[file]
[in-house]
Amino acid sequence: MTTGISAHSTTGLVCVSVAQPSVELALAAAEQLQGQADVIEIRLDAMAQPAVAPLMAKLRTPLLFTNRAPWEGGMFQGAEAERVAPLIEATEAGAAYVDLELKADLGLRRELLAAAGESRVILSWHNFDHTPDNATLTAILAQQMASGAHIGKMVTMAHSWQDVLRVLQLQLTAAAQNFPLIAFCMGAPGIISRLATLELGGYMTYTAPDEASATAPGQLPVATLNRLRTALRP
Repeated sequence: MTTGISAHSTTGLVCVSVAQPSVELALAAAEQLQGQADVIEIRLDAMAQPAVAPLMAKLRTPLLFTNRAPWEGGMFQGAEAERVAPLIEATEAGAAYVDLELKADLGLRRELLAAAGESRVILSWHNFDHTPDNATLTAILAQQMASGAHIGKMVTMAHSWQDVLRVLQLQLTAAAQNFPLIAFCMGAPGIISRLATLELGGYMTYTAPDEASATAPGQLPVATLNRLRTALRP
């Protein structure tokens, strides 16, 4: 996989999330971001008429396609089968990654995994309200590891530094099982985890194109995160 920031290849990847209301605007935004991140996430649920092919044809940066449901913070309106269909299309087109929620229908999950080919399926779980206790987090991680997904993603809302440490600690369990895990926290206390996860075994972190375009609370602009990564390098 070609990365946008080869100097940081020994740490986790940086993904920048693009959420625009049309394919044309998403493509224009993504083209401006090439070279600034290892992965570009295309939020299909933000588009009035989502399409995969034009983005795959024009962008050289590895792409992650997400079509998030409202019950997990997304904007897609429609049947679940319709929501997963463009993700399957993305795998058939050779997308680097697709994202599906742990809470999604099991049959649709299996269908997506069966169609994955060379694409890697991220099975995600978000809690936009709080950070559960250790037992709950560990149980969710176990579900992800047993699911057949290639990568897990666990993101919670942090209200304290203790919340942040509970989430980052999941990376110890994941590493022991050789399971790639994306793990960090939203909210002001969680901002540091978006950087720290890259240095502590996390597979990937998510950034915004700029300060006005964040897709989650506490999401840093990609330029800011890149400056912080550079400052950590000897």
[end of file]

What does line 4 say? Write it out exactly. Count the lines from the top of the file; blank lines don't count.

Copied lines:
């Protein structure tokens, strides 16, 4: 996989999330971001008429396609089968990654995994309200590891530094099982985890194109995160 920031290849990847209301605007935004991140996430649920092919044809940066449901913070309106269909299309087109929620229908999950080919399926779980206790987090991680997904993603809302440490600690369990895990926290206390996860075994972190375009609370602009990564390098 070609990365946008080869100097940081020994740490986790940086993904920048693009959420625009049309394919044309998403493509224009993504083209401006090439070279600034290892992965570009295309939020299909933000588009009035989502399409995969034009983005795959024009962008050289590895792409992650997400079509998030409202019950997990997304904007897609429609049947679940319709929501997963463009993700399957993305795998058939050779997308680097697709994202599906742990809470999604099991049959649709299996269908997506069966169609994955060379694409890697991220099975995600978000809690936009709080950070559960250790037992709950560990149980969710176990579900992800047993699911057949290639990568897990666990993101919670942090209200304290203790919340942040509970989430980052999941990376110890994941590493022991050789399971790639994306793990960090939203909210002001969680901002540091978006950087720290890259240095502590996390597979990937998510950034915004700029300060006005964040897709989650506490999401840093990609330029800011890149400056912080550079400052950590000897």